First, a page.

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Huawei to launch 4G smartphones in UAE

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Ken Hu, the rotating chief executive and deputy chairman of Huawei. (Sarah Dea / The National)
Ken Hu, the rotating chief executive and deputy chairman of Huawei. (Sarah Dea / The National)

The Chinese technology firm Huawei has held talks with Etisalat and du about launching its 4G-compatible smartphones in the UAE.

Huawei has already launched its first 4G phone – the Ascend P1 LTE – in Saudi Arabia through the local telecommunications firm STC. The handset is compatible with local 4G networks, which offer super-fast internet connections more than twice the speed of 3G.

The Chinese firm told The National that it has also held talks with Etisalat and du about launching two 4G smartphones in the UAE.

“We are in close talks with both of them,” said Ali Shi, the vice president of operations in the Middle East for Huawei. “Launch will definitely be within this year.”

Both UAE telecoms operators have made heavy investments in installing faster mobile-data networks, which use a 4G technology called long-term evolution (LTE).

Very few smartphones that work on the 4G network are currently available in the UAE. At the moment, access to the faster networks is mostly through wireless USB modems – so-called ‘dongles’ – which plug into laptops.

Along with the scant availability of handsets, there is also a problem of compatibility concerning 4G devices in the Middle East. Apple was this year forced to drop the term ‘4G’ when marketing the iPad in the UAE, because the tablet does not work on the high-speed LTE networks operated by Etisalat and du.

Mr Shi promised that Huawei’s 4G smartphones would be compatible here.

“Our region is a little bit different. In the 4G area we have different frequencies... Huawei will be the only supplier who will be compatible with all the different frequencies for LTE,” he said.

Rival manufacturer Fujitsu also plans to launch 4G-compatible smartphones in the UAE, while Apple’s LTE-enabled iPhone 5 is also set for launch here.

Mr Shi said he expects the market in LTE handsets to be slow at first.

“For the whole industry globally, the [market in] LTE handsets will take a little bit of time to mature,” he said.

Ahmad Abdulkarim Julfar, the group chief executive officer of Etisalat, told The National that it expects the LTE-compatible smartphones to be available next year.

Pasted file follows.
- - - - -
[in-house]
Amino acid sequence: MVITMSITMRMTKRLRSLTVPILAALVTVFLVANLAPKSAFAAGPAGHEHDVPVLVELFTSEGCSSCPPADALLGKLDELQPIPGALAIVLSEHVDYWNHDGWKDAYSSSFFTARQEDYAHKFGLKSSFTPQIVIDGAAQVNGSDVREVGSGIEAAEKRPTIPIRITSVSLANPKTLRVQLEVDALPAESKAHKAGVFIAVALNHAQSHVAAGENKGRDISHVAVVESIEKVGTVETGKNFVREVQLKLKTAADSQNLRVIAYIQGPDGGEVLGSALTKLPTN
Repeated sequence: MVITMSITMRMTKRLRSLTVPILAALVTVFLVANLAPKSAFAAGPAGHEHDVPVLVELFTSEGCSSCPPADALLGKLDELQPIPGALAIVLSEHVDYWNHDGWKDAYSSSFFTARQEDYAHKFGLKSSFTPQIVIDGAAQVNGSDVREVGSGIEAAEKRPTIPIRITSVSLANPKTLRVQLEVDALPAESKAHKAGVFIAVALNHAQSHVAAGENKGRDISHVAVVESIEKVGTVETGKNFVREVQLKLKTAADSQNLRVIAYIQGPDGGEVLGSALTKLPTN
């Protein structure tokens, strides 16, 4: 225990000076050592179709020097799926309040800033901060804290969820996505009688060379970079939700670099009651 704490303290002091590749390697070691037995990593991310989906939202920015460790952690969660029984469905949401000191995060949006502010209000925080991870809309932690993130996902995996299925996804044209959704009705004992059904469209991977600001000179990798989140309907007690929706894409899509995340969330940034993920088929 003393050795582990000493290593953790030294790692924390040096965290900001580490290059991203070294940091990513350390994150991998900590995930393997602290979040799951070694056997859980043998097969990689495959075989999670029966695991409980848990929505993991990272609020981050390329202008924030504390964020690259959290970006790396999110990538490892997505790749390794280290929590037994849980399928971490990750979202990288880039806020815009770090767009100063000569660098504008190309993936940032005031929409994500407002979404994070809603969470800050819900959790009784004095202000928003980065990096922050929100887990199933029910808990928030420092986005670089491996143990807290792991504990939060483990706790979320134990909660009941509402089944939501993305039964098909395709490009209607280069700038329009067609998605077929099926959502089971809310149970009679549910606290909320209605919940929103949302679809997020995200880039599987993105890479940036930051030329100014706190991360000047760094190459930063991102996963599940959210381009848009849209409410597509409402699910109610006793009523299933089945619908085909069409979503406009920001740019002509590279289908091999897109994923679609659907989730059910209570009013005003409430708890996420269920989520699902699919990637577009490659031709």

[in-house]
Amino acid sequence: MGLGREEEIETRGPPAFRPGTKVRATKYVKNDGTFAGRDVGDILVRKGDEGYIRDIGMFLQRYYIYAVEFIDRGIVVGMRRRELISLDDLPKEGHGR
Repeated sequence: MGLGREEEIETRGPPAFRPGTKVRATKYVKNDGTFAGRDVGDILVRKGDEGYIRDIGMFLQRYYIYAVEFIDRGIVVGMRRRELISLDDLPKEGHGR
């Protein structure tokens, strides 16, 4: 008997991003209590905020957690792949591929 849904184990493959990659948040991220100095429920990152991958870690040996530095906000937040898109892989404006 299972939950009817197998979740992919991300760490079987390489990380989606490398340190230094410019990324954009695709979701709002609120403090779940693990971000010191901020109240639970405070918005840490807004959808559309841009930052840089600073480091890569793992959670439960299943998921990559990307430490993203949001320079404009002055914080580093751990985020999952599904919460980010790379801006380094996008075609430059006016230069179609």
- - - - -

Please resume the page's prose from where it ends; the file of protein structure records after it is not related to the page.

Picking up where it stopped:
“We have grown the LTE network in the UAE as well as in Saudi Arabia,” said Mr Julfar.

“Until now, other than the dongle there are no devices which are available for this region yet. They will be available, hopefully... next year. We will see more usage and more applications,” he added.

Huawei says it is looking to grow its consumer-electronics business in the Middle East, where it has also worked with local telecommunications operators to install networks.

Mr Shi said the company expects the company’s revenues to grow in this region.

“We are confident that the continuous 10 per cent growth will be there in the Middle East,” he said.

Though it has a rosy outlook for the Middle East, Huawei has been reducing its business operations in Iran amid the tightening sanctions imposed on the country by the United States and Europe.

“We decided to voluntarily stop acquiring new customers and limit our own activities with the current [customers],” said Mr Shi. “The business has become very small.”

Despite this, the Chinese firm has faced increased scrutiny over its business in Iran. Huawei was last month criticised by the US House Intelligence Committee, for reportedly failing "to provide evidence to support its claims that it complies with all international sanctions or US export laws."

Ken Hu, the rotating chief executive and deputy chairman of Huawei, confirmed that there has been “a sharp drop in our business” in Iran.

However, Mr Hu said Huawei was not looking to pull out of either Iran or the US.

“We are very confident that any of the business we have… we are going to conduct in the future,” Mr Hu said. “We evaluate our business situation independently in these countries… It doesn’t mean that we can freely expand our business in the US, in case we pull out of Iran. And it also doesn’t mean that we’re going to pull out of our business in the US, and then to aggressively expand it in Iran.”

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